The Outreach Urban Health Center in Kelowna is available to help people struggling with addiction (Photo by BLACK PRESS)

The Outreach Urban Health Center in Kelowna is available to help people struggling with addiction (Photo by BLACK PRESS)

Kelowna saw record-breaking overdose calls in 2021

The overdose crisis is fueled by social instability and a ‘dirty’ drug supply

BC Emergency Health Services in Kelowna experienced a record number of overdose calls in 2021.

The local Emergency Health Service received 1,588 calls over the past year, due to the pandemic causing social instability and the “dirty drug” supply, says Outreach Urban Health Center in Kelowna, an organization that provides access to medication and counseling for people struggling with addiction.

The prevalence of “dirty drugs” containing multiple substances has been an increasingly common and dangerous problem in Kelowna.

The combination of opioids and benzos is more dangerous than either drug when consumed on its own. The mix of opioids and benzos poses a high risk of respiratory depression, sedation, and overdose causing death.

“It has been noted that the illicit fentanyl drug supply is increasingly containing benzodiazepines and benzodiazepine analogue adulterants,” said Dr. Britt-Heidi Bailey, a Kelowna emergency medicine resident physician.

“The use of opioids with benzodiazepines significantly increases the risk of respiratory depression, overdose, and death. Additionally, naloxone the antidote to opioid overdose is not effective against the sedative effects of benzodiazepines.”

Analogues of a drug are similar in their function and impact on the body.

Naloxone, which is used to treat overdose caused by opioids, is ineffective in the treatment of benzo overdose.

Overdoses can be called in by witnesses or through the Lifeguard app, which allows the drug user to record what substances they are taking, their address and set a timer. If the user doesn’t turn off the timer, it will begin to blare – alerting people nearby – and then call 911 for paramedics or firefighters to respond to the address. Police are not alerted.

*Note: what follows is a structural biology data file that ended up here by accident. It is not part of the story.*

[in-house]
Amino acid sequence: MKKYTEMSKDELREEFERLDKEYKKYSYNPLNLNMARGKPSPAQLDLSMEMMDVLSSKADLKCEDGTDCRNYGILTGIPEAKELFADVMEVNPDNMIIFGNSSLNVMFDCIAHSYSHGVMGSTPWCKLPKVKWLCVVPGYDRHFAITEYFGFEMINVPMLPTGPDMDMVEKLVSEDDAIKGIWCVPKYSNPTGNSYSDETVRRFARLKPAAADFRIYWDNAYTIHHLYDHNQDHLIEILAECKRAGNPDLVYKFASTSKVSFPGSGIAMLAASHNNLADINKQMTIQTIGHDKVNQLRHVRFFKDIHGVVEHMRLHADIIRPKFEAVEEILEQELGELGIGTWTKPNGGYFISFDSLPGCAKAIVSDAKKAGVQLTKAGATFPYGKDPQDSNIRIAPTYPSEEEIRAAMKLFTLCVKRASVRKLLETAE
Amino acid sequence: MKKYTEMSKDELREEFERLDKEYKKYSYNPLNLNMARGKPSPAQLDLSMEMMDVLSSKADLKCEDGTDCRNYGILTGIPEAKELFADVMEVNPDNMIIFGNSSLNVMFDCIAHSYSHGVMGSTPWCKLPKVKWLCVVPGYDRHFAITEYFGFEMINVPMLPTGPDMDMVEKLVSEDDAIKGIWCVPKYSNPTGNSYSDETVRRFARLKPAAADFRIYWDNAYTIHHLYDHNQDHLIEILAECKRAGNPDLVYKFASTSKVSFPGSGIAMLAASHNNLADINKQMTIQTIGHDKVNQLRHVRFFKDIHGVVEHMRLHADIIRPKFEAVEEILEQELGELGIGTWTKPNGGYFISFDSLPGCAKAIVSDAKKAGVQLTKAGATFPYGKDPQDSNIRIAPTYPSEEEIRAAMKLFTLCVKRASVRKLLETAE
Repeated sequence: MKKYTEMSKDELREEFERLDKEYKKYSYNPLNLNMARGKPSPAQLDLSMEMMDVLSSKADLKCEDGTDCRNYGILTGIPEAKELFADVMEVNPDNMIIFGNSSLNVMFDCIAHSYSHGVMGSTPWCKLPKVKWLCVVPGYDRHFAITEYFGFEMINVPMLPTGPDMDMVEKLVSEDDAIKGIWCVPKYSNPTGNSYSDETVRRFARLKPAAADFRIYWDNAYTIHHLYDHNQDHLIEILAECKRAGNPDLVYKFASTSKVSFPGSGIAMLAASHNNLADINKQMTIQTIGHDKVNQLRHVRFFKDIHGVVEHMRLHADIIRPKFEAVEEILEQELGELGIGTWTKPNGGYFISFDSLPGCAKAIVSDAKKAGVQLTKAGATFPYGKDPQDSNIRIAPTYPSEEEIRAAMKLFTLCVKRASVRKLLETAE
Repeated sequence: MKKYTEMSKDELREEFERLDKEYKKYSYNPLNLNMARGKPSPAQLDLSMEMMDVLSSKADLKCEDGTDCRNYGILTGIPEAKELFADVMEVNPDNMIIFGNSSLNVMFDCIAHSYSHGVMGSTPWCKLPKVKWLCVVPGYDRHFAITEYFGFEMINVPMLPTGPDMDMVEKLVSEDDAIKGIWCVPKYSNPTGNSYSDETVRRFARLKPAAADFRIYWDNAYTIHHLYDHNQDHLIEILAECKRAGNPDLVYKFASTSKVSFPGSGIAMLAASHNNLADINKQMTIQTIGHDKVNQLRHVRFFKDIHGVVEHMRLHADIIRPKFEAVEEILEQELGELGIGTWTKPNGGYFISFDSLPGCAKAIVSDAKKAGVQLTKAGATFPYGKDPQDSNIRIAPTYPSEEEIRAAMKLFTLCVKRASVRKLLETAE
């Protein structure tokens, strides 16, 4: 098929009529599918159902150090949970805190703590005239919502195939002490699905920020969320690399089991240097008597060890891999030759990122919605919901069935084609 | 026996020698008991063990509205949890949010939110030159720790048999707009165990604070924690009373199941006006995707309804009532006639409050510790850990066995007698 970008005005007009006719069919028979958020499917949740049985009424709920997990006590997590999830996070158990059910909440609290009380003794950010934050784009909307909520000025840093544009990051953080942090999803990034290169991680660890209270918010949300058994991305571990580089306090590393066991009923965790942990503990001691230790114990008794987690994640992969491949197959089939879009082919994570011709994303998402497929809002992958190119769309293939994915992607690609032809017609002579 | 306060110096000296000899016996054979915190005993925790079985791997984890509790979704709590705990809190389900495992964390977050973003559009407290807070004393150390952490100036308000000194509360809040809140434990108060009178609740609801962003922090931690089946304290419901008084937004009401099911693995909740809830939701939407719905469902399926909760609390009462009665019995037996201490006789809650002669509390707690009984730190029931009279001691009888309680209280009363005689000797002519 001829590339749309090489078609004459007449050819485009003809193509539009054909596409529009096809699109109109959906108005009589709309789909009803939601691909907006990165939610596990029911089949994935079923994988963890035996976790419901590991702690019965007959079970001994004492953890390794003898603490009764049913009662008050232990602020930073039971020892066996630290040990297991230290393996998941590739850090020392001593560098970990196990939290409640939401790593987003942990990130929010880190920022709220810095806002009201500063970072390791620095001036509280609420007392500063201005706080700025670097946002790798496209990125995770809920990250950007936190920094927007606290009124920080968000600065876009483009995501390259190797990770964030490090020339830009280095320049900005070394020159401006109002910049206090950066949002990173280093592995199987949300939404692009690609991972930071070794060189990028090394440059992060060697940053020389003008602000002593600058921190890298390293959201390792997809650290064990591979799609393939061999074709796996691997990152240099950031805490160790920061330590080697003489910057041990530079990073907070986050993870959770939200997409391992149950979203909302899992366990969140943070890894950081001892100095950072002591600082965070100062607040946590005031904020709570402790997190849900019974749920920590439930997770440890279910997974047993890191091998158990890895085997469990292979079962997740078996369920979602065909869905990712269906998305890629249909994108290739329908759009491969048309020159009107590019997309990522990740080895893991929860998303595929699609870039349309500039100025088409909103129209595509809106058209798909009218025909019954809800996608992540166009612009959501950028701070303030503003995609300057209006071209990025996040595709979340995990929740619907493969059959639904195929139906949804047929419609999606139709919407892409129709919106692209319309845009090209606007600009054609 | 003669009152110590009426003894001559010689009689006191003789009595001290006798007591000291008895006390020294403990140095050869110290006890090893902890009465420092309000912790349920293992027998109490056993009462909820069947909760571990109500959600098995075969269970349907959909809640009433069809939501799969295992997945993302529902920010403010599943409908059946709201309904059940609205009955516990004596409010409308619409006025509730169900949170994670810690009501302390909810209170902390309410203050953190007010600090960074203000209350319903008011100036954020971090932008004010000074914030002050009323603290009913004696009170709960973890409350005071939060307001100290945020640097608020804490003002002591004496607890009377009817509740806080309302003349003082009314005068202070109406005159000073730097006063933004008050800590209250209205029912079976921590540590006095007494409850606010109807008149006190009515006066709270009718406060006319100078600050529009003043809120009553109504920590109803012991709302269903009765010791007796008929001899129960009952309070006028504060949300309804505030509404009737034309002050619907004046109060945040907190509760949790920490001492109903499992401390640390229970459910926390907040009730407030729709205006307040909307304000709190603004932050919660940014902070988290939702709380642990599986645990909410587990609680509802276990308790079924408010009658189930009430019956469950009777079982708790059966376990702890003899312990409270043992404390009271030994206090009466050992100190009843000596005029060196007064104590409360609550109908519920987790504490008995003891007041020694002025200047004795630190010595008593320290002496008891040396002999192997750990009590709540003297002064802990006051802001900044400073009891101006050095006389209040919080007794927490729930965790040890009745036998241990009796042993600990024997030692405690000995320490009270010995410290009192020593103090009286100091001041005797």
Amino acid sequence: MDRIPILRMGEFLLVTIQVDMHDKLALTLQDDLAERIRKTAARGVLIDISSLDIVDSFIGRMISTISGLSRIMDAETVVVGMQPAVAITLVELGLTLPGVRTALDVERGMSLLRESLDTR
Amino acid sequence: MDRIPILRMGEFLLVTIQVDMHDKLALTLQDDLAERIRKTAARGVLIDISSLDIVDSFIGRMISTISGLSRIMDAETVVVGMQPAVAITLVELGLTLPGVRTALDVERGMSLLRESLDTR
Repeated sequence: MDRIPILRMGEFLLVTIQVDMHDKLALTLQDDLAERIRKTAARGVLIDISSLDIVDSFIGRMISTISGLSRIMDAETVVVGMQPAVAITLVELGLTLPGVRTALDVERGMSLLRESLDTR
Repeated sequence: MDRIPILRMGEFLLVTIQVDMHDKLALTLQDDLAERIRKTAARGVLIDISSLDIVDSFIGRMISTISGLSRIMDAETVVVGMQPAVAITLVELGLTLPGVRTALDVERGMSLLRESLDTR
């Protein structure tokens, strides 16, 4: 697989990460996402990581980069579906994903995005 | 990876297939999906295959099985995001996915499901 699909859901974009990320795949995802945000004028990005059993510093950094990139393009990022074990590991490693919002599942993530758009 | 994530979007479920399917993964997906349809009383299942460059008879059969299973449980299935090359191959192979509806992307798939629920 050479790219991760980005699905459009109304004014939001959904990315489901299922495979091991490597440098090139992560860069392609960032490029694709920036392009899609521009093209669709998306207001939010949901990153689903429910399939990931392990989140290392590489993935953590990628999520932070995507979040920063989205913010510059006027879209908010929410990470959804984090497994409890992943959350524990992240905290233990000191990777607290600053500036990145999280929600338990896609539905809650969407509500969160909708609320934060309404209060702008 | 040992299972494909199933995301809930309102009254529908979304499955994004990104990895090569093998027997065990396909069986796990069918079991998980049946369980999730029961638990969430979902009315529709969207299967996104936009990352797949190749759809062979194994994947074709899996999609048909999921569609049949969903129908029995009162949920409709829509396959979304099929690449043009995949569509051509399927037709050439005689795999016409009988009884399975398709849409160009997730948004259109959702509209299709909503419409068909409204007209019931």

According to BC Emergency Health Services (BCEHS) data released Wednesday (Jan. 12), calls have been steadily rising over the years.

B.C. declared the overdose crisis a public health emergency in 2016.

Every health authority in the province saw an increase in overdose calls with the highest in Fraser Health. Vancouver Coastal health saw calls increase by 24 per cent to 11,204, Fraser Health saw calls increase by 45 per cent to 10,573, Island Health saw calls increase by 32 per cent to 5,917, Interior Health saw calls increase by 29 per cent to 5,417 and Northern Health saw calls increase by 16 per cent to 2,414.

READ MORE: B.C. paramedics receive record number of overdose calls in 2021, up 31% since 2020

READ MORE: Highway closures likely increasing drug toxicity in B.C.’s interior


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Jacqueline.Gelineau@kelownacapnews.com

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B.C. overdosesCity of Kelowna